article via jbhe.com
Scholars at Duke University in Durham, North Carolina, have debuted an interactive website that chronicles what is believed to be among the earliest examples of the music of the African diaspora. The website Musical Passage tells the story of an important, but little known record of early African diasporic music.
The project focuses on two pages of sheet music from Hans Sloane’s 1707 Voyage to the Islands of Madera, Barbados, Nieves, S. Christophers and Jamaica It is believed to be the first transcription of African music in the Caribbean, and possibly, in the Americas.
The project was created by Mary Caton Lingold, a doctoral candidate in English at Duke, Laurent Dubois, a professor of Romance studies and history at Duke, and David K. Garner, a composer with Ph.D. from Duke who has been hired as an assistant professor of music at the University of South Carolina.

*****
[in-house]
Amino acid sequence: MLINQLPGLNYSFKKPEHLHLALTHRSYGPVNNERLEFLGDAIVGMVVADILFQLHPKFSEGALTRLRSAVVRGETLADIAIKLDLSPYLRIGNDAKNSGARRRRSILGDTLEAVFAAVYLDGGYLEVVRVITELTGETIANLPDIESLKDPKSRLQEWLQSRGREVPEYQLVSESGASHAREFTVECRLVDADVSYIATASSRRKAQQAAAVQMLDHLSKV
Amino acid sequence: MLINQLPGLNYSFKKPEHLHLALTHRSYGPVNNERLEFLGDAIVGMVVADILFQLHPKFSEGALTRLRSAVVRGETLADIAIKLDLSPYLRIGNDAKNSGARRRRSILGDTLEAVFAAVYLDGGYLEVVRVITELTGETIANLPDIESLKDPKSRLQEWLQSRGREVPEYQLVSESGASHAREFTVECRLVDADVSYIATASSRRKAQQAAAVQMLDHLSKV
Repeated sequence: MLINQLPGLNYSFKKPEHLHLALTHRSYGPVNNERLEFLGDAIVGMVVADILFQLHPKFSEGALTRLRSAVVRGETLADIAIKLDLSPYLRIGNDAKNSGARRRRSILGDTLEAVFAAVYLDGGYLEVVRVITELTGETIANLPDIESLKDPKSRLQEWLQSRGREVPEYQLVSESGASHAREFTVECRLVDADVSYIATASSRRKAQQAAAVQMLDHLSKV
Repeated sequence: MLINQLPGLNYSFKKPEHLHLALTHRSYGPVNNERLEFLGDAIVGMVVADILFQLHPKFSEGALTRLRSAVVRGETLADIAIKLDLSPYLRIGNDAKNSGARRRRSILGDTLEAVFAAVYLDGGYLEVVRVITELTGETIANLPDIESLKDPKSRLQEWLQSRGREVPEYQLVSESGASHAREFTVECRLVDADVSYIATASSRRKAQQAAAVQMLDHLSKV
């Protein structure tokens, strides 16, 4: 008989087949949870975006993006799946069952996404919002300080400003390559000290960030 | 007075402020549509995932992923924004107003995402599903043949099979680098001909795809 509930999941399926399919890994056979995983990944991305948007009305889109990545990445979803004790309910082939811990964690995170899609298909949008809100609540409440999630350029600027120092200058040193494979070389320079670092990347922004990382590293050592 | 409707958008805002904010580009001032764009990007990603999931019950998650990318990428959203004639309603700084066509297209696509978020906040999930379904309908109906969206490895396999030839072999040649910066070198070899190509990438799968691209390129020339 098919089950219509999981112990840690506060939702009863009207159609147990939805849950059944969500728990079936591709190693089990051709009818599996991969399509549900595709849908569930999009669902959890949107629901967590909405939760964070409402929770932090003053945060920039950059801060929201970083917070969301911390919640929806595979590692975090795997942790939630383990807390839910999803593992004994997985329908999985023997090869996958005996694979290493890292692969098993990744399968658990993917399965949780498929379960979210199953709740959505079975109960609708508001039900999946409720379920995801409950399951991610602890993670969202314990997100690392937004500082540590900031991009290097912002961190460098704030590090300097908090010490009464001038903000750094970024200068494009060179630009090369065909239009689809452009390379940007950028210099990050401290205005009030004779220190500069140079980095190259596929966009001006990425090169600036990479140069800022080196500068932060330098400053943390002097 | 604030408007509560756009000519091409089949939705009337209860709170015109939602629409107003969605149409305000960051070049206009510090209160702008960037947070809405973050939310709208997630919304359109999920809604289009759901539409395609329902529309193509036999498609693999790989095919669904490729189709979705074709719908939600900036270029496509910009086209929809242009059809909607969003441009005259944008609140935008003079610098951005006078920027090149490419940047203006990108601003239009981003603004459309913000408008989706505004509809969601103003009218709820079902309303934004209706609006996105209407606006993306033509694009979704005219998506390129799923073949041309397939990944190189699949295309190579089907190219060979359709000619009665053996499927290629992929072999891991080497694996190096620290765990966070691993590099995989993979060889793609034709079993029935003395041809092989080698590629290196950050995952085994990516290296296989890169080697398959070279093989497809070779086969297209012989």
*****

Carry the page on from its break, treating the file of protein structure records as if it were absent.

Lingold says that “you’d be hard pressed to name a living genre of music that enslaved musicians didn’t help to create or transform. Jazz, country, rock, blues, reggae and the list goes on. Turn on the radio and you are hearing these musicians’ story. But we don’t know a lot about their early music because it was not preserved in conventional ways. And that is why a little artifact like this is so important, because it helps us to know more about what their performances may have sounded like.”